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Vol. 41. Núm. 8.
Páginas 721.e1-721.e2 (Agosto 2022)
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Vol. 41. Núm. 8.
Páginas 721.e1-721.e2 (Agosto 2022)
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Open Access
The heart valve team: It goes both ways
O Heart Team Valvular: no sentido amplo da palavra
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Miguel Sousa-Uva
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migueluva@gmail.com

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, Pedro Magro
Cardiac Surgery Department, Hospital Santa Cruz, Carnaxide, Portugal
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Francisco et al. should be congratulated for their well-illustrated and described case report, published in this issue of the Journal, of an innovative percutaneous closure of iatrogenic aorta to right ventricle fistula.1

Rapid deployment sutureless aortic valves were introduced with the aim of reducing surgical invasiveness and associated mortality and morbidity in classical surgical aortic valve replacement (SAVR) in response to the percutaneous aortic valve implantation (TAVI) revolution. Observational data has shown reduced cardiopulmonary bypass and aortic cross-clamp times of 20-25 min with no difference in mortality or stroke rate. PERSIST-AVR is the only prospective, randomized, stratified, non-blinded, multicenter, international, non-inferiority trial to test the safety and efficacy of Perceval versus standard sutured stented bioprosthetic aortic valves. Sutureless valves were non-inferior for major cardiac and cerebrovascular events and surgical times were significantly reduced, but Perceval valves were associated with a higher rate of pacemaker implantation (11.1% vs. 3.6% at one year).2

The mechanism of the observed iatrogenic complications is an important issue to consider. Autopsy studies have shown that there is a 2×2 cm contact surface between the right coronary sinus and the right ventricular outflow tract, where aggressive debridement, stay-suture traction or radial force may result in true aorto-right ventricle (RV) fistulae after SAVR or TAVI.3,4 Other mechanisms, such as septal injury during myectomy and membranous septum injury during debridement, suture or balloon dilation, have been reported during both SAVR and TAVI but are much more likely to result in a subvalvular defect and thus a ventricular septal defect.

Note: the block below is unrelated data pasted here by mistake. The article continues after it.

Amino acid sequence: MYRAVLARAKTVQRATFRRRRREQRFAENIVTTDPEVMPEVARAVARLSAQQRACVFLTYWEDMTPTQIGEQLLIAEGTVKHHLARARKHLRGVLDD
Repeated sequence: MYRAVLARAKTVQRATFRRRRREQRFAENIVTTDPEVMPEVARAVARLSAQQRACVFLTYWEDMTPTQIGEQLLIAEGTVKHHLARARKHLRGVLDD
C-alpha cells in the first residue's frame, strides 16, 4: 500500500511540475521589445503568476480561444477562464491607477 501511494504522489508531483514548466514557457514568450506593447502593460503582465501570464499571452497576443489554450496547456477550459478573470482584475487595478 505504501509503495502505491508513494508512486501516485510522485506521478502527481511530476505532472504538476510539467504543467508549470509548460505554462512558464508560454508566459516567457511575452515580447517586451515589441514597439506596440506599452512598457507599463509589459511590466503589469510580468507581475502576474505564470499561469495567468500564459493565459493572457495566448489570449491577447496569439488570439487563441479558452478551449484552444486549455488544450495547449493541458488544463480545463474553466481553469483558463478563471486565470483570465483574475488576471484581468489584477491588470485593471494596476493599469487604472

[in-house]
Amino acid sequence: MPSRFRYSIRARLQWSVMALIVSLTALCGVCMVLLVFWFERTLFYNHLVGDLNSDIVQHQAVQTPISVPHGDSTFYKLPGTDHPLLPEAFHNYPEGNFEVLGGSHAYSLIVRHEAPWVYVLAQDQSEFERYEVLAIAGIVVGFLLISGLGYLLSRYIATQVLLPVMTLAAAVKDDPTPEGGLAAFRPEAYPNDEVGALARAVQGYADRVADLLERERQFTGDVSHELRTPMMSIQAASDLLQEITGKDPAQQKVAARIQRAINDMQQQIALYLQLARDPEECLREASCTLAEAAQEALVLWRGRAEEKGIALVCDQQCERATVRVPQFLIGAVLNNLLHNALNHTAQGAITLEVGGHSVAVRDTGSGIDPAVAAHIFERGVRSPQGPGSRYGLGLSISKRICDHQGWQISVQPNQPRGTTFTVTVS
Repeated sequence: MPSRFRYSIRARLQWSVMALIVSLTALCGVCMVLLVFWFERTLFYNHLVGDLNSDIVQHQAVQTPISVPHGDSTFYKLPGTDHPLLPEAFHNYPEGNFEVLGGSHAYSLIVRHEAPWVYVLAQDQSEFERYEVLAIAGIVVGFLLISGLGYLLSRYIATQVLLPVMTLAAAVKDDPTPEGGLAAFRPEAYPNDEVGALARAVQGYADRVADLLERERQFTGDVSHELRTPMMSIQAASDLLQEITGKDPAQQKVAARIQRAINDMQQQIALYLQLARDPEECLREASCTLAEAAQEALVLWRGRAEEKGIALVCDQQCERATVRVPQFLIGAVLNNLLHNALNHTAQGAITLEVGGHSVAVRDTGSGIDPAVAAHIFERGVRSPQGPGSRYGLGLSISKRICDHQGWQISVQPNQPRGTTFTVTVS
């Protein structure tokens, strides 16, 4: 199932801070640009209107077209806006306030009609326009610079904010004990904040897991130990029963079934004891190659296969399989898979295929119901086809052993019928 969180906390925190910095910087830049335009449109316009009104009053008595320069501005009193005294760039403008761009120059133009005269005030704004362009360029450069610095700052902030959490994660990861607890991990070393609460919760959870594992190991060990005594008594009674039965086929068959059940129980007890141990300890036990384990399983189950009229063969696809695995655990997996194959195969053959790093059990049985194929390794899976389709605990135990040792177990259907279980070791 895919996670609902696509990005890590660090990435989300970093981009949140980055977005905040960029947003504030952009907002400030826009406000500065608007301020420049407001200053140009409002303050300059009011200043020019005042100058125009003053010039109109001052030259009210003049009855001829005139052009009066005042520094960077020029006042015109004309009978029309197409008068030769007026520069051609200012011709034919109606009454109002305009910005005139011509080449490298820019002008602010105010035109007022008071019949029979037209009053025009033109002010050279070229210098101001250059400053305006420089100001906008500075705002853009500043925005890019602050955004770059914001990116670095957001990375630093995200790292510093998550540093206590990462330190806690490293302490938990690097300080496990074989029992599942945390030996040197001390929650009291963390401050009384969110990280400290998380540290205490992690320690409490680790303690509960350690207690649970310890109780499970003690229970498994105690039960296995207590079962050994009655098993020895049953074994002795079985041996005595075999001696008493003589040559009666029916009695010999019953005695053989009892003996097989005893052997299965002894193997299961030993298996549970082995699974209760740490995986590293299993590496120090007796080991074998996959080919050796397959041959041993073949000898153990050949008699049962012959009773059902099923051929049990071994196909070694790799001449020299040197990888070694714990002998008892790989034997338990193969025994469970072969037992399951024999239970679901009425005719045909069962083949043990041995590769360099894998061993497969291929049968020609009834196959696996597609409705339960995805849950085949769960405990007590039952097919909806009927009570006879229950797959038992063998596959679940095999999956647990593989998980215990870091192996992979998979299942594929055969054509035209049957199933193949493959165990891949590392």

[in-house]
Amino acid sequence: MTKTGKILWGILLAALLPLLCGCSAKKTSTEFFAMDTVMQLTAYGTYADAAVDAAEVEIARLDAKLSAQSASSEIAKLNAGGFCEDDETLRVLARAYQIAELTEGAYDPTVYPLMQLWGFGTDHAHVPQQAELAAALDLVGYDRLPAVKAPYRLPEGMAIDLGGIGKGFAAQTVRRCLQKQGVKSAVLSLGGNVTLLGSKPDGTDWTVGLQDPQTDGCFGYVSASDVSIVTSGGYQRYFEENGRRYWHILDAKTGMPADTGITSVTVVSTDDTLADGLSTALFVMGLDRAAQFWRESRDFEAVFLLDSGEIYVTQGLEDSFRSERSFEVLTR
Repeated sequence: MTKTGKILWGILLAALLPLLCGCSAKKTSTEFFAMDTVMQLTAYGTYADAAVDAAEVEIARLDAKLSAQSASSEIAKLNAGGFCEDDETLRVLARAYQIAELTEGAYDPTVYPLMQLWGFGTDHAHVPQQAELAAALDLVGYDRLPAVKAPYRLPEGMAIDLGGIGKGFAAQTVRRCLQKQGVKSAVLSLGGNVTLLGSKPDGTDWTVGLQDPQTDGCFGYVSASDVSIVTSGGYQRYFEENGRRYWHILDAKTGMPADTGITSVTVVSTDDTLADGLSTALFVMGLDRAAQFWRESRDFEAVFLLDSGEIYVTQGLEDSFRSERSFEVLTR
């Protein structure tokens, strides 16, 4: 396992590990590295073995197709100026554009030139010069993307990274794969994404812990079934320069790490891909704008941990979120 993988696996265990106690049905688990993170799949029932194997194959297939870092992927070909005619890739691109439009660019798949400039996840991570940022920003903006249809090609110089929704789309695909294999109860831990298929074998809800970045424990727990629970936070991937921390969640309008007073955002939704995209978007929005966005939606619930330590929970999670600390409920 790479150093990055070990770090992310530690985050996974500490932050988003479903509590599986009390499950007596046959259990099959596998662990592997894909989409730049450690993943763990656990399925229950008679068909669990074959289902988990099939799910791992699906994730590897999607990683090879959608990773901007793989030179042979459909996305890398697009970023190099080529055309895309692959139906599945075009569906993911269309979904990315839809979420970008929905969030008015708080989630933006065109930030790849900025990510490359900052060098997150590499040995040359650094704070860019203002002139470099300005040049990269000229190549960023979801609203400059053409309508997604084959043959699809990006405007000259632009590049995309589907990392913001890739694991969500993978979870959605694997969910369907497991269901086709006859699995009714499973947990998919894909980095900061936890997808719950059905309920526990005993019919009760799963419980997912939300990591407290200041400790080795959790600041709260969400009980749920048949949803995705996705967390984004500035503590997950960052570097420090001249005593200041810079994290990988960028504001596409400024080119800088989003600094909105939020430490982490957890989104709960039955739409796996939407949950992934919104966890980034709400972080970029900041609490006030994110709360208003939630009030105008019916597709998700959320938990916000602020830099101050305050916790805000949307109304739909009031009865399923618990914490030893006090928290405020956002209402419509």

An important, but unclear, detail pertains to the timing of fistula formation. Intraoperative transesophageal echocardiography is currently recommended for all valve procedures as a quality control tool, but the case report fails to mention its results or those of pre-discharge transthoracic echocardiography. It is possible that the aorto-RV fistula was already present at discharge from hospital.

It is not clear from the case description whether the Amplatzer device sits above or below the prosthetic valve leaflet, which is particularly important in view of the late consequences of a bulky device in terms of thrombosis or turbulent flow.

The authors are to be congratulated for their expertise leading to the successful plugging of the iatrogenic aorto-RV fistula guided by intracardiac echocardiography. Specifically, they successfully managed to avoid the main drawback of Amplatzer devices in orifices close to the prosthetic valve, namely interference with leaflets potentially leading to malfunction. One could argue that reoperation 12 days after first implantation, with precise surgical patch closure of the defect, would certainly be a non-inferior option, and would have helped to understand the mechanism of laceration and thus prevent its repetition.

Collaboration between interventional cardiologists and surgeons is key for best treatment selection, but also for treatment of complications that can occur after TAVI or SAVR. This collaboration emphasizes the need for joint decision-making and management in high-volume heart valve centers with dedicated on-site medical, surgical and nursing expertise. This win-win multidisciplinary collaboration has been helpful for the treatment of acute complications of TAVI, perivalvular leaks or TAVI in degenerated bioprostheses, and is the rationale for on-site cardiac surgery in centers performing structural valve interventions.

Conflict of interest

The authors declare not to have any conflict of interest.

References
[1]
A.R.G. Francisco, T. Rodrigues, E.I. Oliveira, et al.
Aortic annulus rupture with fistula to the right ventricle following aortic valve replacement with a sutureless valve: a surgical complication with a percutaneous solution.
Rev Port Cardiol, 41 (2022),
[2]
T. Fischlein, T. Folliguet, B. Meuris, et al.
Sutureless versus conventional bioprostheses for aortic valve replacement in severe symptomatic aortic valve stenosis.
J Thorac Cardiovasc Surg, 161 (2021), pp. 920-932
[3]
D.G. Rustad, A.R. Hopeman, P.C. Murr, et al.
Aortocardiac fistula with aortic valve injury from penetrating trauma.
[4]
K. Hagiwara, N. Saito, K. Yamazaki, et al.
Aorto-right ventricular fistula following transcatheter aortic valve implantation using a 29 mm SAPIEN XT valve.
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